Becoming LEED certified: How to get started

June 3, 20195 minute read

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Supporting Corporate sustainability efforts can grant businesses two key benefits: First, you can sleep a little easier knowing you’re doing your part to reduce unnecessary carbon emissions and slow climate change. Second, you can boost your brand’s reputation by demonstrating your commitment to the longevity of our planet.

And if your facility becomes LEED certified, you can achieve both.

You’ve likely heard of LEED certifications, and you may have conducted some research to determine what earning this designation would entail. Given that the commercial and residential sector accounted for nearly 40 percent of all U.S. energy consumption in 2017 — and most of this energy was used by buildings, according to data from the U.S. Energy Information Administration — it makes sense to seek better alternatives.

Whether your organization is constructing a new space or updating an existing one, now is the time to ensure that your investment is future-proof through certification. While earning this hallmark of corporate environmental consciousness can be a bit more challenging than installing a few solar panels and recycling bins, it can also provide numerous advantages and cost-savings that are well worth the effort.

Here is some useful information to help jumpstart your organization’s quest for a greener future.

What is a LEED certification?

With 90,000 projects spanning 165 countries, Leadership in Energy and Environmental Design (LEED) is the most widely recognized green building certification program in the world. It’s available for all building types around the globe.

Before a space can earn its certification, the LEED program scores the building based on several factors, including construction materials, air quality, water usage, energy efficiency, land use, proximity to public transportation, and more. If you’re curious, all base requirements and scoring criteria are freely available. Buildings that earn at least 40 points will achieve one of four certification levels:

  • LEED Certified: 40 – 49 points

  • LEED Silver: 50 – 59 points

  • LEED Gold: 60 – 79 points

  • LEED Platinum: 80 or more points

What are the benefits of a LEED certification?

Given the time and attention required to become certified, you may be wondering if earning the LEED label is really worth it. After all, while sustainability is important, you also have to consider ROI. Fortunately, preserving the planet isn’t the only advantage sustainability efforts can bring. Other benefits include:

  • Instant recognition: Because it’s the most widely used green building rating system, proudly displaying a LEED certification can provide immediate credibility and contribute to public opinion of your organization.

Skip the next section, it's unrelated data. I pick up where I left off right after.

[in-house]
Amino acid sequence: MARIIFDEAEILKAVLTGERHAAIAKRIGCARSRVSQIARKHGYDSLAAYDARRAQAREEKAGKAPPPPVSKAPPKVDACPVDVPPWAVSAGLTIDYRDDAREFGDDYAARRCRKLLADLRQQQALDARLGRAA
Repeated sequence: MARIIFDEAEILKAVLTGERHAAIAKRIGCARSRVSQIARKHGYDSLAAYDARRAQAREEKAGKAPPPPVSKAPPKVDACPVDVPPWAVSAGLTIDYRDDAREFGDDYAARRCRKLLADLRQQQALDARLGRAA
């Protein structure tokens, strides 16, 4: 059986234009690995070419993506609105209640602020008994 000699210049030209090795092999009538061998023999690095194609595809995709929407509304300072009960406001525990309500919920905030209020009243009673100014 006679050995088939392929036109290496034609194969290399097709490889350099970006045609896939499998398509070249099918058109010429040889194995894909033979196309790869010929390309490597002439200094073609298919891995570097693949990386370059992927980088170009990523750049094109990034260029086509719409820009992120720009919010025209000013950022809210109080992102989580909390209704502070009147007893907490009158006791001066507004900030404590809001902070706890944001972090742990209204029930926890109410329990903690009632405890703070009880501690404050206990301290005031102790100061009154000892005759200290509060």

• Economic benefits: Not only will your building use less water, electricity, and other resources that can hike utility bills, but it can earn a higher resale or rental value too.

  • Improved health and wellbeing: From your workforce to the community you occupy, many people can benefit from your building’s CO2 emissions being reduced. And this only serves to enhance your company’s positive influence on your industry and society as a whole.

How to become LEED certified

So what can you do to earn the highly coveted LEED seal of approval?

Start by creating an account with the U.S. Green Building Council (USGBC). This will give you access to an online platform where you can plan and delegate aspects of your project.

Then, you’ll need to register your building or building project with the USGBC and submit a certification application. Green Building Certification Inc. (GBCI) will review then your application and send a certification decision.

To achieve your minimum grade of 40 points, you’ll have to pay close attention to the following:

Materials and resources: Select more environmentally friendly building materials and reduce your organization’s waste.

Energy and atmosphere: Increase energy performance by investing in better products. For example, revamp your IT environment and replace outdated equipment with eco-friendly technology. IT sustainability efforts can drastically reduce your company’s carbon footprint.

Water efficiency: Reduce potable water usage and implement a system to collect and harvest rainwater.

Indoor environment quality: Leverage daylight to reduce lighting usage and install proper ventilation to ensure better indoor air quality.

Location and transportation: When choosing a site for your building, consider whether it’s conveniently located near public transit options. Also, take care to avoid infringing upon or destroying nearby natural ecosystems.

Earning a LEED certification requires a significant amount of forethought and careful strategizing around everything from the materials and location of the structure itself its capacity for IT sustainability within its interior systems. By putting forth the effort, you can reduce operating costs, support a positive brand reputation, and make a positive impact on your community and the planet.

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